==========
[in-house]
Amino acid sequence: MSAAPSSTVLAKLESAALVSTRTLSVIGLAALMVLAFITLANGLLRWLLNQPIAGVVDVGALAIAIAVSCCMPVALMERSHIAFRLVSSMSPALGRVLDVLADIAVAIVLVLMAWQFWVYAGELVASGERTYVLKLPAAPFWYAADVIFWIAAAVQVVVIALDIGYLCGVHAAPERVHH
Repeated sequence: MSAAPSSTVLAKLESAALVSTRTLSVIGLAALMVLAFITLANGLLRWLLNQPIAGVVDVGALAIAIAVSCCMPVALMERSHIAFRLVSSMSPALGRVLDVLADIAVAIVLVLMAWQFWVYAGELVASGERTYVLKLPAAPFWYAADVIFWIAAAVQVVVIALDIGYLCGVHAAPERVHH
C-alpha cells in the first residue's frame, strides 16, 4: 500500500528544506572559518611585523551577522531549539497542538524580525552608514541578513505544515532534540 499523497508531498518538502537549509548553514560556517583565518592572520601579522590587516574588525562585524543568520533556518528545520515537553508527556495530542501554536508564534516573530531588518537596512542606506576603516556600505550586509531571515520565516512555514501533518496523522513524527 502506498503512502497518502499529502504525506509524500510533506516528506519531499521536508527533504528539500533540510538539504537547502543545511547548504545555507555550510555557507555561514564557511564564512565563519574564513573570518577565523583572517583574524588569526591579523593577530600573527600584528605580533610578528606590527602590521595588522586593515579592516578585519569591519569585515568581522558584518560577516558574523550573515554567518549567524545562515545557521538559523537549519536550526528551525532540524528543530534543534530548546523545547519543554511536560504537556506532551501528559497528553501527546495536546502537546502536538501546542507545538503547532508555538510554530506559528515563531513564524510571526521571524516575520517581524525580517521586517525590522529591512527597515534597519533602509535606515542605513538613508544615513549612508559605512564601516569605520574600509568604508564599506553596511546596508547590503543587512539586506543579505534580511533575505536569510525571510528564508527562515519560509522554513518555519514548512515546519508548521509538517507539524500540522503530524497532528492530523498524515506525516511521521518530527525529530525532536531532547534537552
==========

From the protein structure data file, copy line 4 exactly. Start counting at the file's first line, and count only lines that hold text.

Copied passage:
C-alpha cells in the first residue's frame, strides 16, 4: 500500500528544506572559518611585523551577522531549539497542538524580525552608514541578513505544515532534540 499523497508531498518538502537549509548553514560556517583565518592572520601579522590587516574588525562585524543568520533556518528545520515537553508527556495530542501554536508564534516573530531588518537596512542606506576603516556600505550586509531571515520565516512555514501533518496523522513524527 502506498503512502497518502499529502504525506509524500510533506516528506519531499521536508527533504528539500533540510538539504537547502543545511547548504545555507555550510555557507555561514564557511564564512565563519574564513573570518577565523583572517583574524588569526591579523593577530600573527600584528605580533610578528606590527602590521595588522586593515579592516578585519569591519569585515568581522558584518560577516558574523550573515554567518549567524545562515545557521538559523537549519536550526528551525532540524528543530534543534530548546523545547519543554511536560504537556506532551501528559497528553501527546495536546502537546502536538501546542507545538503547532508555538510554530506559528515563531513564524510571526521571524516575520517581524525580517521586517525590522529591512527597515534597519533602509535606515542605513538613508544615513549612508559605512564601516569605520574600509568604508564599506553596511546596508547590503543587512539586506543579505534580511533575505536569510525571510528564508527562515519560509522554513518555519514548512515546519508548521509538517507539524500540522503530524497532528492530523498524515506525516511521521518530527525529530525532536531532547534537552